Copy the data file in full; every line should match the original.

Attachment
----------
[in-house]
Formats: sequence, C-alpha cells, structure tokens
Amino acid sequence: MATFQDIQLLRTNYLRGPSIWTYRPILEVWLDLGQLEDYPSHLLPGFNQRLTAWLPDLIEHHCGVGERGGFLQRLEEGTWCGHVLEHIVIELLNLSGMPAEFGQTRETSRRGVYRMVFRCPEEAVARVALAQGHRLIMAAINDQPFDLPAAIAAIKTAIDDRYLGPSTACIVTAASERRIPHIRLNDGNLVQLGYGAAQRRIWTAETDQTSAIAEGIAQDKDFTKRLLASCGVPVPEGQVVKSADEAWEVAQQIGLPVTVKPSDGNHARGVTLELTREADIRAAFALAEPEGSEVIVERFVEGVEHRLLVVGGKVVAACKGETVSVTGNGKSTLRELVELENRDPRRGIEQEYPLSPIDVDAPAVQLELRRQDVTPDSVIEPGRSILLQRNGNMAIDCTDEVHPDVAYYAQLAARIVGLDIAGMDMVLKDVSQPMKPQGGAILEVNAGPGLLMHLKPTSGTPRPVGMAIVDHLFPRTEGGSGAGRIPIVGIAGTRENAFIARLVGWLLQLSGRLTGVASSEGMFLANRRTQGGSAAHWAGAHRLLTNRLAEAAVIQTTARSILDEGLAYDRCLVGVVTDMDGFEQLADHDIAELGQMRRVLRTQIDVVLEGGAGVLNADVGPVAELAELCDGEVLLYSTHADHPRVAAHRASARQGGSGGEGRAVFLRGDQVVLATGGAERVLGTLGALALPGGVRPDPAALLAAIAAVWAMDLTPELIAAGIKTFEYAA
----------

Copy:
[in-house]
Formats: sequence, C-alpha cells, structure tokens
Amino acid sequence: MATFQDIQLLRTNYLRGPSIWTYRPILEVWLDLGQLEDYPSHLLPGFNQRLTAWLPDLIEHHCGVGERGGFLQRLEEGTWCGHVLEHIVIELLNLSGMPAEFGQTRETSRRGVYRMVFRCPEEAVARVALAQGHRLIMAAINDQPFDLPAAIAAIKTAIDDRYLGPSTACIVTAASERRIPHIRLNDGNLVQLGYGAAQRRIWTAETDQTSAIAEGIAQDKDFTKRLLASCGVPVPEGQVVKSADEAWEVAQQIGLPVTVKPSDGNHARGVTLELTREADIRAAFALAEPEGSEVIVERFVEGVEHRLLVVGGKVVAACKGETVSVTGNGKSTLRELVELENRDPRRGIEQEYPLSPIDVDAPAVQLELRRQDVTPDSVIEPGRSILLQRNGNMAIDCTDEVHPDVAYYAQLAARIVGLDIAGMDMVLKDVSQPMKPQGGAILEVNAGPGLLMHLKPTSGTPRPVGMAIVDHLFPRTEGGSGAGRIPIVGIAGTRENAFIARLVGWLLQLSGRLTGVASSEGMFLANRRTQGGSAAHWAGAHRLLTNRLAEAAVIQTTARSILDEGLAYDRCLVGVVTDMDGFEQLADHDIAELGQMRRVLRTQIDVVLEGGAGVLNADVGPVAELAELCDGEVLLYSTHADHPRVAAHRASARQGGSGGEGRAVFLRGDQVVLATGGAERVLGTLGALALPGGVRPDPAALLAAIAAVWAMDLTPELIAAGIKTFEYAA